Celebrate America

From Flag Day through July 4th is an especially good time to publicly express your pride in the nation

One of the pillars of VFW’s foundation is the promotion of patriotism. Love of country is high on our agenda, for it is the very basis for military service. What prompts many young Americans to join the armed forces is a genuine desire to defend their nation. 

Public displays of patriotism are relatively rare these days. But one place that does not hold back is Bristol, R.I. Nicknamed “America’s Most Patriotic Town,” it has held the country’s longest continuously running July 4th celebration, dating back to 1785. Officially kicking off on Flag Day, it is so big that two years ago an Iraq vet postponed his leave just to arrive home in time for the parade. 

It is an occasion for a genuine outpouring of patriotism, no question about it. “I just think our veins are filled with red, white and blue blood,” said the parade organizer. VFW Post 237 in Bristol would no doubt agree. It is refreshing to see such unabashed pride openly expressed at a time when it is too often dismissed by some as old-fashioned. 

Most veterans I know wholeheartedly agree that America is an exceptional nation. Though this may not be fashionable to say in certain circles, I believe it to be true. Our history and Constitution are evidence enough. America’s Revolution, as it has been called, produced “the first new nation.” Our nation’s ideology consists of a unique combination of individual liberty, equality of opportunity, popular governance and freedom to prosper.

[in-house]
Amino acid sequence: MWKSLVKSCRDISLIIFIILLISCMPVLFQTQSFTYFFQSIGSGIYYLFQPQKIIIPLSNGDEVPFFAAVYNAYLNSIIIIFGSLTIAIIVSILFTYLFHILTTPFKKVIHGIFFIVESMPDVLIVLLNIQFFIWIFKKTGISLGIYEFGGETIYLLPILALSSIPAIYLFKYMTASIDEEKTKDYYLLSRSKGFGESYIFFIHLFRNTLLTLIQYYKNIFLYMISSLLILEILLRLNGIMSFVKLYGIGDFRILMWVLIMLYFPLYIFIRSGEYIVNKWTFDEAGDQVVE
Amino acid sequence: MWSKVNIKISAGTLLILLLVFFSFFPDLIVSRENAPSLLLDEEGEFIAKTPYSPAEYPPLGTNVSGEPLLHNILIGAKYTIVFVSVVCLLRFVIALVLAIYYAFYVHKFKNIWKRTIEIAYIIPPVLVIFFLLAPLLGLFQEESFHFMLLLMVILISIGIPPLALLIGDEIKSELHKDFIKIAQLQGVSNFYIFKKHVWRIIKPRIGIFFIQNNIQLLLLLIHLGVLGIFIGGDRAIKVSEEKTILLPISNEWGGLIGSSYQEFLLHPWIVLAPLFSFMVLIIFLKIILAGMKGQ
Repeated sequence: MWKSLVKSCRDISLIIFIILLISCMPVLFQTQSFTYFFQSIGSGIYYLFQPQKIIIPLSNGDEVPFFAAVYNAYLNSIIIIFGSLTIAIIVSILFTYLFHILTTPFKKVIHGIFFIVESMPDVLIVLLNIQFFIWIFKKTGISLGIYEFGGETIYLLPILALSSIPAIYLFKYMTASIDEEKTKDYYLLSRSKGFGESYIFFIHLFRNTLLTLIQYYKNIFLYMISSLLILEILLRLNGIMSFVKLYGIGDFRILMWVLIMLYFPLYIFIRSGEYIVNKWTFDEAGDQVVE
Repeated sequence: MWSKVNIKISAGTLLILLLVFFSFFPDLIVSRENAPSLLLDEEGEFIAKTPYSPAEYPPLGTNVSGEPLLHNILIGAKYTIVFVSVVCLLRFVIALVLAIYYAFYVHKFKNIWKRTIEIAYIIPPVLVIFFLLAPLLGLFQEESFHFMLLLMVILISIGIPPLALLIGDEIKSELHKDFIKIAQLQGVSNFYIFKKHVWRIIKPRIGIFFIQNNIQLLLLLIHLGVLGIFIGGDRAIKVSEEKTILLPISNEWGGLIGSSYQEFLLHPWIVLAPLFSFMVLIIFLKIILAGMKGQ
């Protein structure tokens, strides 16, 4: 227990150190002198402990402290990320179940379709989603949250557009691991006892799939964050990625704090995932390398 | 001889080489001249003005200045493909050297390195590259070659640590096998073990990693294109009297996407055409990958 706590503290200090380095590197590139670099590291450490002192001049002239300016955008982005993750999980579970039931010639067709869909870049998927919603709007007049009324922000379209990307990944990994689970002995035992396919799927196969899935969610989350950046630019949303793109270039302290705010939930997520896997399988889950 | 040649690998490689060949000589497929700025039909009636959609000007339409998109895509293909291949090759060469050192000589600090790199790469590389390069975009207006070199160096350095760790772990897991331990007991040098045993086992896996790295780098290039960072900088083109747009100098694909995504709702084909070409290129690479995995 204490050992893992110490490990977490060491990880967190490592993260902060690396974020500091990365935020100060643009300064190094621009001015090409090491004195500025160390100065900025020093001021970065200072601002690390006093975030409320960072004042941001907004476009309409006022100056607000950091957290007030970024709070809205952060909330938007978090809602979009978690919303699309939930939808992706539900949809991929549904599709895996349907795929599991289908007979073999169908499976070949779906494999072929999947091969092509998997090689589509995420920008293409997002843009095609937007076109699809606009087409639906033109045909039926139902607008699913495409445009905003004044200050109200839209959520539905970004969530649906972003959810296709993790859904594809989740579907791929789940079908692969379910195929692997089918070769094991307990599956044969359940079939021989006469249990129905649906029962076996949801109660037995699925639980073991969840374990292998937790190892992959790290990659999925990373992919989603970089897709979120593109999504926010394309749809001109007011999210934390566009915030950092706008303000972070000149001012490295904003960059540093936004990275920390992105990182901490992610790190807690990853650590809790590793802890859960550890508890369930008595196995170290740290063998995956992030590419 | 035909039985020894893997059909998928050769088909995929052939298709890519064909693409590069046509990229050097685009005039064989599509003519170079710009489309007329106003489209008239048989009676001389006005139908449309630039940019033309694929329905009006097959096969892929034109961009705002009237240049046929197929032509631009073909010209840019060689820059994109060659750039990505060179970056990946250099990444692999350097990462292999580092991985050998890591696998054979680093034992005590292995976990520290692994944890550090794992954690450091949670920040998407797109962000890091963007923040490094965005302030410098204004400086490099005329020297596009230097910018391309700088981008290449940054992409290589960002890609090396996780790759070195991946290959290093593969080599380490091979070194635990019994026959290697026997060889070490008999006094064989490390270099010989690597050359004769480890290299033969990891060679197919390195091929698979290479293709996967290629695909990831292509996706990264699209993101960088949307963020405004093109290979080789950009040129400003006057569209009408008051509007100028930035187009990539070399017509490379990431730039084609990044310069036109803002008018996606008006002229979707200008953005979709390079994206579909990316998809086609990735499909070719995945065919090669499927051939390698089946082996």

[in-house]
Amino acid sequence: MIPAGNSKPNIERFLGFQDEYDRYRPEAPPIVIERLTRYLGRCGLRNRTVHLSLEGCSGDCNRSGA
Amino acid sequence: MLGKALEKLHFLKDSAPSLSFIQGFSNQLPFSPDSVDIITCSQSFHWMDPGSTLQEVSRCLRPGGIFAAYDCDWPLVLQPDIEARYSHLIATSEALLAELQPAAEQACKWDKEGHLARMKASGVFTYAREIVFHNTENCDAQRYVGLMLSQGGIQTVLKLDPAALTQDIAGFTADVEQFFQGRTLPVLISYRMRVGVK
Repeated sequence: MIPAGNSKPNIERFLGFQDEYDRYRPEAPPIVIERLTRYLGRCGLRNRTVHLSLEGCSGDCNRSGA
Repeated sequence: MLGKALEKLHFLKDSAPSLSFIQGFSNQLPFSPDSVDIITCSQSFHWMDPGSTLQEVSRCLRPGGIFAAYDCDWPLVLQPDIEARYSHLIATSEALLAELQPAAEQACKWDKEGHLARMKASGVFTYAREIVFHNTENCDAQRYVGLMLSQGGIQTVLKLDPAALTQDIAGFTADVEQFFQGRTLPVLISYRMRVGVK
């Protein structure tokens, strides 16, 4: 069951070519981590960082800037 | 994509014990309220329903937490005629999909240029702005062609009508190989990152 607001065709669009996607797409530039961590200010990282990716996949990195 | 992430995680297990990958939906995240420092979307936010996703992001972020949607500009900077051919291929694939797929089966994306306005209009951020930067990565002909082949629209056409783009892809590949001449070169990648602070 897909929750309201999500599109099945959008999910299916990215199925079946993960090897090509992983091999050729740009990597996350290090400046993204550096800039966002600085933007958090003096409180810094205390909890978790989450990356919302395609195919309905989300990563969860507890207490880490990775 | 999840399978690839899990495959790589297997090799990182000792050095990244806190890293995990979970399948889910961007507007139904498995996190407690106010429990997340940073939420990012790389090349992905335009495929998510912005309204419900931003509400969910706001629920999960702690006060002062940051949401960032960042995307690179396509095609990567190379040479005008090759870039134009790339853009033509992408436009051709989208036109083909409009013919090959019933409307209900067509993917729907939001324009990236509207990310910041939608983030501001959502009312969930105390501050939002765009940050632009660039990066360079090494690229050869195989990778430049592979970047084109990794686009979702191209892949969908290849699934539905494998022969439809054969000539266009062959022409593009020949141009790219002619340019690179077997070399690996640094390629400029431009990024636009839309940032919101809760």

Impartial observers such as Frenchman Alexis de Tocqueville confirmed this 180 years ago. He wrote: “The position of Americans is therefore quite exceptional, and it may be believed that no democratic people will ever be placed in a similar one.” 

For sure, our national identity (see “What is an American?” on page 18) was molded by our Puritan roots, political republicanism, social mobility, expansive population and rugged frontier spirit. These and other shared values, as outlined in this month’s issue, made us the nation we are today. 

As critics are quick to point out, of course, we have not achieved perfection. Yet with blemishes and all, America is still a nation that has much to be proud of. Ours is a past that must be passed down to one generation after the next. Judging from the knowledge (or lack of) possessed by our youth and others, we as a society rate a failing grade. 

When 38% of citizens cannot pass the U.S. Citizenship Test, as Newsweek recently found, 40% do not even know that we fought Germany and Japan during WWII, and an amazing 73% were unaware that communism was the enemy during the Cold War, surely something is fundamentally wrong with our national priorities. 

So let’s celebrate America loud and clear, especially on holidays like Flag Day and Independence Day. By doing so we will send a message that America’s history is worthy of recognition and praise. No one knows this better than the nation’s war veterans. 

From the June/July issue of VFW magazine.